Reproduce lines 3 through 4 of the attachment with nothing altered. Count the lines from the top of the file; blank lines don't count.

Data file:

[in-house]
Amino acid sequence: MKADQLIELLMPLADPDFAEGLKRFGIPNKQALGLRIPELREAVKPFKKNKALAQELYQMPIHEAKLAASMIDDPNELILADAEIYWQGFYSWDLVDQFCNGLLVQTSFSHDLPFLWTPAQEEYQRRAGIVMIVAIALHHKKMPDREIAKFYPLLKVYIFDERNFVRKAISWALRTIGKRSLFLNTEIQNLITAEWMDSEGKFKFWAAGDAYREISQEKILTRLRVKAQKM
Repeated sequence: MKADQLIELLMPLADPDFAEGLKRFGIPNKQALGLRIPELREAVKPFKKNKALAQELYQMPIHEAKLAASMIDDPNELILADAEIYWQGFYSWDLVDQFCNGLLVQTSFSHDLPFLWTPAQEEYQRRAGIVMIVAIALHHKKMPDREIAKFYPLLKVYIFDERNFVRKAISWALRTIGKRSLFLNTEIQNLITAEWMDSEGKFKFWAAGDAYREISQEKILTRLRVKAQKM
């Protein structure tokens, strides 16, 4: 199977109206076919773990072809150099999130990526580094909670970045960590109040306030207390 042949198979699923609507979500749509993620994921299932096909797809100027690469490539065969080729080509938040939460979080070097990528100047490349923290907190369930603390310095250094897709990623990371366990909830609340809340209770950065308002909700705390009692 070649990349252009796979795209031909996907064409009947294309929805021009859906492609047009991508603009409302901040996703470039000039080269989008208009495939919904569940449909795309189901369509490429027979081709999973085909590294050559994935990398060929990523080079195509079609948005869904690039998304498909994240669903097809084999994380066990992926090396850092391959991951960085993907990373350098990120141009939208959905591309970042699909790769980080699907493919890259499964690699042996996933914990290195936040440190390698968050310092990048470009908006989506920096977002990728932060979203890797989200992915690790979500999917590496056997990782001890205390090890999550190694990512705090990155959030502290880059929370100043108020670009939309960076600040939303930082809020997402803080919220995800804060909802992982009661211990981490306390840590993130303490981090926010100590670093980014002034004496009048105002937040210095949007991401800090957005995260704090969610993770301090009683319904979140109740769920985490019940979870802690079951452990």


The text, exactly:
Repeated sequence: MKADQLIELLMPLADPDFAEGLKRFGIPNKQALGLRIPELREAVKPFKKNKALAQELYQMPIHEAKLAASMIDDPNELILADAEIYWQGFYSWDLVDQFCNGLLVQTSFSHDLPFLWTPAQEEYQRRAGIVMIVAIALHHKKMPDREIAKFYPLLKVYIFDERNFVRKAISWALRTIGKRSLFLNTEIQNLITAEWMDSEGKFKFWAAGDAYREISQEKILTRLRVKAQKM
């Protein structure tokens, strides 16, 4: 199977109206076919773990072809150099999130990526580094909670970045960590109040306030207390 042949198979699923609507979500749509993620994921299932096909797809100027690469490539065969080729080509938040939460979080070097990528100047490349923290907190369930603390310095250094897709990623990371366990909830609340809340209770950065308002909700705390009692 070649990349252009796979795209031909996907064409009947294309929805021009859906492609047009991508603009409302901040996703470039000039080269989008208009495939919904569940449909795309189901369509490429027979081709999973085909590294050559994935990398060929990523080079195509079609948005869904690039998304498909994240669903097809084999994380066990992926090396850092391959991951960085993907990373350098990120141009939208959905591309970042699909790769980080699907493919890259499964690699042996996933914990290195936040440190390698968050310092990048470009908006989506920096977002990728932060979203890797989200992915690790979500999917590496056997990782001890205390090890999550190694990512705090990155959030502290880059929370100043108020670009939309960076600040939303930082809020997402803080919220995800804060909802992982009661211990981490306390840590993130303490981090926010100590670093980014002034004496009048105002937040210095949007991401800090957005995260704090969610993770301090009683319904979140109740769920985490019940979870802690079951452990």